Late last night, Mobot user sin3stro posted a couple of questions about his forgotten iPhone passcode (1, 2), and while I still don’t know the answers to those very specific questions (sorry dude!), they set me off on a bizarre - and incredibly time-consuming (that's why they pay me the, er, big bucks) - journey.
I decided to act as though I’d forgotten my iPhone passcode, and what followed was really excessively stupid.
If you’re after a quick answer, check out the official guidelines in the form of iOS: Forgotten passcode or device disabled after entering wrong passcode. What follows here is a lengthy observational rant of sorts.
It seems to me that Apple hasn’t really considered what it’s like for a user with a forgotten iPhone passcode (hey, it happens to the best of us), and is instead completely focused on the lost/stolen scenario.
Entering the wrong code six times disables the iPhone for one minute. Each subsequent incorrect guess (that’s one individual guess; not six) locks the iPhone for five minutes, 15 minutes, 30 minutes and then 60 minutes.
It’s fairly brutal, but understandably so (again, we’re juggling forgotten iPhone passcode vs. stolen iPhone).
At this stage I’m thinking it’d be nice if Apple would let users unlock their iPhones using their Apple ID and password (Android users can unlock their handsets with their Gmail credentials), and that is kinda what happened, just in a really long-winded fashion.
Step 1: back up your data
Even with a forgotten iPhone passcode, you can back up your data, both via iCloud (which happens automatically every 24 hours when your phone’s on charge and connected via Wi-Fi) and manually via iTunes.
Incidentally, I discovered that connecting your iPhone to iTunes resets the “iPhone disabled” routine, so you can guess incorrectly six times, disconnect your iPhone, then sync it again for a fresh batch of six guesses. I’m not sure if that’s an iPhone security loophole, or if syncing with iTunes acts as some kind of semi-authentication type thing.
Regardless, this is where you potentially meet stumbling block number two: it’s not possible to restore your iPhone or apply a backup while Find My iPhone is enabled. Of course, you can’t disable it if you’ve forgotten your iPhone passcode. Bah!
I even logged into icloud.com, and while there’s all sorts of helpful stuff for those who’ve lost their iPhone (view your iPhone on a map, Play Sound, Lost Mode and Erase iPhone), there’s nothing of use for the forgotten iPhone passcode scenario. How about the ability to remote unlock?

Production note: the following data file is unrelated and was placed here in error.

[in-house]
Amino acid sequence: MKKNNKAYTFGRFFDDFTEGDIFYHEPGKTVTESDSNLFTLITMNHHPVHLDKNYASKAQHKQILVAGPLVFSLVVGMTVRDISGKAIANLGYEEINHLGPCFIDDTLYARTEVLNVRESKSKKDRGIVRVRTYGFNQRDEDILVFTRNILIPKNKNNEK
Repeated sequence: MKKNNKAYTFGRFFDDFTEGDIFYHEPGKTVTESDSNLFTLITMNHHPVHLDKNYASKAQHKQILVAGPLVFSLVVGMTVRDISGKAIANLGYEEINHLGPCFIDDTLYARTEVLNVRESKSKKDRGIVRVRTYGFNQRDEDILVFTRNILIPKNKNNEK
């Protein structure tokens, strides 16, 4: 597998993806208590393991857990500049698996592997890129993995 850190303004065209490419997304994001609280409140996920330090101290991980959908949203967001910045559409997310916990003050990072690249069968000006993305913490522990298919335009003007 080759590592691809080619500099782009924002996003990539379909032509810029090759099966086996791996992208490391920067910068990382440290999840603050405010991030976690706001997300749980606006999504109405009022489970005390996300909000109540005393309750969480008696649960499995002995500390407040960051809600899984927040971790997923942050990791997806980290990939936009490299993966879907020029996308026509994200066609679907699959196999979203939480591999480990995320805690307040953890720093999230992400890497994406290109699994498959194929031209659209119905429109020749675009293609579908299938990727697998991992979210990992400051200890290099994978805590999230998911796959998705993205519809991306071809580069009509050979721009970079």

2. Put your iPhone into recovery mode and restore it to factory settings
If you still can’t remember your iPhone passcode, there’s only one thing for it: restore your iPhone. Don’t worry; we can get all your data back (assuming you’ve backed it up), it’ll just take a while.
- remove the USB cable from your iPhone
- turn your iPhone off
- keeping Home pressed, plug the USB cable back into your iPhone
- keep Home pressed until your iPhone demands iTunes
Job done. Over on iTunes, you’ll see a message saying: “iTunes has detected an iPhone in recovery mode. You must restore this iPhone before it can be used with iTunes.” Good.
From iTunes, choose to restore your iPhone to factory settings. Yes, we’re deleting everything from your iPhone, and it’s all very scary, but your stuff is backed up. I hope.
This process can take a while if iTunes has to download a software update, but ultimately your iPhone will be wiped, and you’ll be prompted – on the iPhone – to set it up from scratch as if you just unboxed it.
Step 3: restore your iPhone from backup
During the setup process, the iPhone will ask if you want to restore from a backup. Hell yes! You should have the option to restore from iCloud or the iTunes backup. I’d go for the iTunes backup as it encompasses absolutely everything.
The final step is simply entering your Apple ID credentials for authentication, and waiting for everything to sync. Phew.
All going well, you should essentially end up with your iPhone in the state it was in when it was last backed up, but – amusingly – without the passcode. Hurray!
As I mentioned before, Apple seems to be very focused on what happens if your iPhone falls into evil hands, but it seems odd to me that you can’t bypass the iPhone passcode with your Apple ID. It’s not like a thief could realistically guess your credentials, and with the 4-digit passcode, there are only (ahem) 10,000 combinations to try.
Likewise, some sort of remote unlock functionality via icloud.com would be nice; again, you have to sign in there with your Apple ID and password.
Take note, Apple. Forgetting your iPhone passcode leads to unnecessary stress in abundance.